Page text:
Three wholesale mistakes small businesses should avoid

Three wholesale mistakes small businesses should avoid

When I was involved in helping to run a small business, one of the best days I remember was signing a wholesale contract with a major retailer. Having been involved in several startups and small businesses ventures, I’ve noticed that this feeling is rather consistent. Despite the opportunity, one of the worst days for a new wholesaler is receiving a payment for the second shipment minus the deductions for chargebacks from the first.

The wholesale business is a profitable business, accounting for 7 percent of the U.S. gross domestic product. While it is true that working with a large retailer may help put emerging retailers on the map, making it work is a detail-oriented process that involves careful planning, a deep understanding of the requirements and attention to detail. The failure to acknowledge every small detail – including areas of possible chargebacks – will strain the wholesale relationship from the beginning.

Emerging retailers hoping to break into the wholesale business must understand possible setbacks and define the proper processes to avoid these shortcomings.

Pay attention to detail

The cost of doing business is high. Large retailers can issue chargebacks for minor issues like using hangers when the retailer wasn’t expecting it, a blurry barcode or a late bill of lading transmission.

Attention to detail is especially important when you’re distributing to multiple retailers with different buyer requirements. One company, for example, may want price tags under the armpit of a shirt while another may require tags on the neckline. When preparing shipments, make sure the right products with the right requirements are being sent to the correct retailer.

As an emerging retailer, it’s important to avoid chargebacks as they can account for 4 to 5 percent of your accounts receivable. While there’s no guaranteed way to avoid these costs, it’s important to pay close attention during every stage of the supply chain process so you aren’t charged for little errors like the location of a price tag. Signing a contract with a large retailer is a process, and aside from being detail-oriented, there are many other necessary steps to take.

Poppin

Before signing a wholesale agreement, emerging brands must do three things:

  1. Research – Every business has different demands and processes in place. Before signing a wholesale contract, it’s important to understand the individual company that you’re doing business with. This sounds ambitious and big-picture, but it’s actually about knowing the details. What are their routing guide instructions?  Are the packing, stacking and labeling requirements compatible with your current equipment and facility?  Do you have the space to properly prepare and stage orders according?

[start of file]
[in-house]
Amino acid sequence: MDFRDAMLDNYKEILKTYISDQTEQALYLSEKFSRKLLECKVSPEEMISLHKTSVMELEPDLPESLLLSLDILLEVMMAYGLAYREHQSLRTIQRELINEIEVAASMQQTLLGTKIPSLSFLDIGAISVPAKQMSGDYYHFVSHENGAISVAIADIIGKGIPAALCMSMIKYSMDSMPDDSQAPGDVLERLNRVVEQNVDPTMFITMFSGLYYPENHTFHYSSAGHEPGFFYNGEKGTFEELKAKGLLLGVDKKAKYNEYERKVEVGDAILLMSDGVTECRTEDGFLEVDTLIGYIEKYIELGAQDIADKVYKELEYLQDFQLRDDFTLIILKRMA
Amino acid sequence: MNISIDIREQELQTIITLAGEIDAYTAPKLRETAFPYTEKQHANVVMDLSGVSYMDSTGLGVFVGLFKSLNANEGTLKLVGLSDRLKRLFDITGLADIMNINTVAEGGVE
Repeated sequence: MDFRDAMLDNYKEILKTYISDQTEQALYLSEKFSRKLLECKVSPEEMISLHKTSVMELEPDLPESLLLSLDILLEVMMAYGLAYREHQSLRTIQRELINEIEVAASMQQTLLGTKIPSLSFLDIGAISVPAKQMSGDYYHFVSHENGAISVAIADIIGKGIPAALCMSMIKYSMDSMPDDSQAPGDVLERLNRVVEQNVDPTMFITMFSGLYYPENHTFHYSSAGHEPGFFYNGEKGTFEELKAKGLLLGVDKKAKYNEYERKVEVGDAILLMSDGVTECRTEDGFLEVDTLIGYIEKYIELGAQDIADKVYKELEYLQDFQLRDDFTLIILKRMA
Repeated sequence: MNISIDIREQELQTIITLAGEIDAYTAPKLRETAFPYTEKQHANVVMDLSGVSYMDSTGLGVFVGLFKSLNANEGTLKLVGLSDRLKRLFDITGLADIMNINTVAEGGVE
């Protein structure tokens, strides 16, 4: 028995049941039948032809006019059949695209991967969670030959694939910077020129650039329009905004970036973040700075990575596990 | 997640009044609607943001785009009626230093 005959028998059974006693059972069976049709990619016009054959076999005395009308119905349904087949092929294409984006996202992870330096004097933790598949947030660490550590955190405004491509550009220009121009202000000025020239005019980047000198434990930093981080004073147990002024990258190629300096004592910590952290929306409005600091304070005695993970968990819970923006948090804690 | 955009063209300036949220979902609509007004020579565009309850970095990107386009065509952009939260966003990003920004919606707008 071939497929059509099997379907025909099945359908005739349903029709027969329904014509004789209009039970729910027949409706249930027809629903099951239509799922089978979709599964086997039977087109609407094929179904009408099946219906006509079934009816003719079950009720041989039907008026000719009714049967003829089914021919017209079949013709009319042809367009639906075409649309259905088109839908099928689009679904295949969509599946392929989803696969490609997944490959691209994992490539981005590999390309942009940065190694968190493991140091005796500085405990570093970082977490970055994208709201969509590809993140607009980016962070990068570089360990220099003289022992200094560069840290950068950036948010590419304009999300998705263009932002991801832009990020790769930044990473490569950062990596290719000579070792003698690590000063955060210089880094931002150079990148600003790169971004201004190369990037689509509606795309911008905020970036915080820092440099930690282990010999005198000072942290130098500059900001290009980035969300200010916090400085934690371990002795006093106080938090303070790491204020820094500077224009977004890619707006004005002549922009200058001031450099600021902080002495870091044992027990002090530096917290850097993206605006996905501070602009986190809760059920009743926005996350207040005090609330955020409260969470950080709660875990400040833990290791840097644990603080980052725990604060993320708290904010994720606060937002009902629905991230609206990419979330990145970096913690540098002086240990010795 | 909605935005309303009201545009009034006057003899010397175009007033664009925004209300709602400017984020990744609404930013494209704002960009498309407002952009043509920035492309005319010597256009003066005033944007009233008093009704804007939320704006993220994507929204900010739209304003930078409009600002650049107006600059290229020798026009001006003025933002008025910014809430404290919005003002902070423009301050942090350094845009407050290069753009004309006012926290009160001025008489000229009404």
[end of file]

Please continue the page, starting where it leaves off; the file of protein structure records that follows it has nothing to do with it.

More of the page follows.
Understanding the businesses’ requirements will ensure that you’re prepared for any situation that arises.

  1. Hire – Make sure staffing is in place to handle wholesale demands. Is your warehouse staffed to communicate with client and carrier traffic departments?  Do you have sufficient labor available to restack, label and wrap distribution center and individual store orders? Do you have someone standing by the phone to handle customer and client relations?  Having the proper staff in place can reduce errors, increase efficiencies and ensure that your team can handle volume.If you can’t handle mass shipping on your own, you should consider partnering with a third party that can handle large orders.
  2. Systemize – Emerging retailers need to have the systems in place to support, or a partner with the right systems to support the data exchange requirements in most wholesale relationships. Before signing with a large retailer, make sure you have properly functioning EDI (electronic data interchange) system and other appropriate technology. If your warehouse management system isn’t yet up to speed, make sure it’s upgraded. Nothing’s worse than knowing you have the product on hand, but being unable to locate it.If you don’t have the technology in place, partner with a company who does. These partners help you know what you don’t know. For example, supply chain experts can implement a least total cost solution and a trade-off analysis to understand the true costs of your business decisions. Siloed costs savings don’t exist when you start selling wholesale. More than ever, you’ll see that skimping on technology, for example, can eat away at profit in working with retailers.

According to Entrepreneur’s Wholesale Distribution start-up guide, U.S. retailers and online merchants sell about $3.6 trillion worth of products every year which is a good sign for those looking to get into the wholesale game. Know, however, that the minute you become an entrepreneur, you become a supply chain manager, too. You must understand how to control your business from  a management perspective (how much staff and inventory is available?)  and also from a supply chain perspective (is your warehouse management system up to speed?). Rather than entering into a wholesale agreement blindly, do so with eyes wide open to ensure the greatest success and sales.

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JD Woods is the CMO at 
Dotcom Distribution. As an experienced distribution executive, JD has directly managed operations, technology, and client relationships while supporting retail, business services, marketing, and government contract operations. Heading up sales and marketing efforts, JD works with clients and prospects to ensure that Dotcom’s full suite of products and services are leveraged to faithfully deliver that client’s perfect brand experience.

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